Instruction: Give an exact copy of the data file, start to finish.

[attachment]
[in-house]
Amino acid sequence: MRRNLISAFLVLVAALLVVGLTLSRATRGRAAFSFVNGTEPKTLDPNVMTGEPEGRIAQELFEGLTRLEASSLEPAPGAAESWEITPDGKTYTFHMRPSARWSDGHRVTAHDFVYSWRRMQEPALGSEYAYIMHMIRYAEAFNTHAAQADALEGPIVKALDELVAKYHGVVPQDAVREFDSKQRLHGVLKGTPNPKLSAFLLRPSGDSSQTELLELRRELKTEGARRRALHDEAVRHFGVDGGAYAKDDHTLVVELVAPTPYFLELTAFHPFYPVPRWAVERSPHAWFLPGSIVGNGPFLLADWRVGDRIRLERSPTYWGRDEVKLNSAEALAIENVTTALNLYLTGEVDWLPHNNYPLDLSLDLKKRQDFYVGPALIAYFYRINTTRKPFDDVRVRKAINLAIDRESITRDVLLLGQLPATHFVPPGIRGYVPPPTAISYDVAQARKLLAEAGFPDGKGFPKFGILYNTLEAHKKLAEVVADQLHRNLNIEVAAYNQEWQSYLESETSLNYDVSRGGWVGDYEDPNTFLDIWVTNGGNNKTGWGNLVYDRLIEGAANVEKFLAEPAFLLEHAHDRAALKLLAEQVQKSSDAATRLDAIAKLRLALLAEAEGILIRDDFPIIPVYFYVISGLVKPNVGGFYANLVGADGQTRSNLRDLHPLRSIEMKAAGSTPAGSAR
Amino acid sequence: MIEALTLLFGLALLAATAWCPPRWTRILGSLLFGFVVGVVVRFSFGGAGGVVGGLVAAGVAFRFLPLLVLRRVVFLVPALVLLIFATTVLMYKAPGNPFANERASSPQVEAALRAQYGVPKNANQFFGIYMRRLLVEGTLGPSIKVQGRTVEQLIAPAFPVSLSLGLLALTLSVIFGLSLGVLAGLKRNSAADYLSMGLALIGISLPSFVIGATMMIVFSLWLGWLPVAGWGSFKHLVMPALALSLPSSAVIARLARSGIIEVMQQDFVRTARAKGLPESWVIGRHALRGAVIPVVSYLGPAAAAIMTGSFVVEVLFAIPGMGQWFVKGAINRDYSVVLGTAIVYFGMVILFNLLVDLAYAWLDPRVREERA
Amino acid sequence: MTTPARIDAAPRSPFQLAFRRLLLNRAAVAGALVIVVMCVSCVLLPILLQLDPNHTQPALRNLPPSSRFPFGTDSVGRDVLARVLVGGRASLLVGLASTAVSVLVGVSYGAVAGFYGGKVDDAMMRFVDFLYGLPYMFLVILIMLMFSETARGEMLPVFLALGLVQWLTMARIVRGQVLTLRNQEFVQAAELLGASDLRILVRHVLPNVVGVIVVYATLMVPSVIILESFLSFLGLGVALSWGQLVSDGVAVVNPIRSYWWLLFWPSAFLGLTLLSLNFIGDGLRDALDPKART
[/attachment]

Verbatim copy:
[in-house]
Amino acid sequence: MRRNLISAFLVLVAALLVVGLTLSRATRGRAAFSFVNGTEPKTLDPNVMTGEPEGRIAQELFEGLTRLEASSLEPAPGAAESWEITPDGKTYTFHMRPSARWSDGHRVTAHDFVYSWRRMQEPALGSEYAYIMHMIRYAEAFNTHAAQADALEGPIVKALDELVAKYHGVVPQDAVREFDSKQRLHGVLKGTPNPKLSAFLLRPSGDSSQTELLELRRELKTEGARRRALHDEAVRHFGVDGGAYAKDDHTLVVELVAPTPYFLELTAFHPFYPVPRWAVERSPHAWFLPGSIVGNGPFLLADWRVGDRIRLERSPTYWGRDEVKLNSAEALAIENVTTALNLYLTGEVDWLPHNNYPLDLSLDLKKRQDFYVGPALIAYFYRINTTRKPFDDVRVRKAINLAIDRESITRDVLLLGQLPATHFVPPGIRGYVPPPTAISYDVAQARKLLAEAGFPDGKGFPKFGILYNTLEAHKKLAEVVADQLHRNLNIEVAAYNQEWQSYLESETSLNYDVSRGGWVGDYEDPNTFLDIWVTNGGNNKTGWGNLVYDRLIEGAANVEKFLAEPAFLLEHAHDRAALKLLAEQVQKSSDAATRLDAIAKLRLALLAEAEGILIRDDFPIIPVYFYVISGLVKPNVGGFYANLVGADGQTRSNLRDLHPLRSIEMKAAGSTPAGSAR
Amino acid sequence: MIEALTLLFGLALLAATAWCPPRWTRILGSLLFGFVVGVVVRFSFGGAGGVVGGLVAAGVAFRFLPLLVLRRVVFLVPALVLLIFATTVLMYKAPGNPFANERASSPQVEAALRAQYGVPKNANQFFGIYMRRLLVEGTLGPSIKVQGRTVEQLIAPAFPVSLSLGLLALTLSVIFGLSLGVLAGLKRNSAADYLSMGLALIGISLPSFVIGATMMIVFSLWLGWLPVAGWGSFKHLVMPALALSLPSSAVIARLARSGIIEVMQQDFVRTARAKGLPESWVIGRHALRGAVIPVVSYLGPAAAAIMTGSFVVEVLFAIPGMGQWFVKGAINRDYSVVLGTAIVYFGMVILFNLLVDLAYAWLDPRVREERA
Amino acid sequence: MTTPARIDAAPRSPFQLAFRRLLLNRAAVAGALVIVVMCVSCVLLPILLQLDPNHTQPALRNLPPSSRFPFGTDSVGRDVLARVLVGGRASLLVGLASTAVSVLVGVSYGAVAGFYGGKVDDAMMRFVDFLYGLPYMFLVILIMLMFSETARGEMLPVFLALGLVQWLTMARIVRGQVLTLRNQEFVQAAELLGASDLRILVRHVLPNVVGVIVVYATLMVPSVIILESFLSFLGLGVALSWGQLVSDGVAVVNPIRSYWWLLFWPSAFLGLTLLSLNFIGDGLRDALDPKART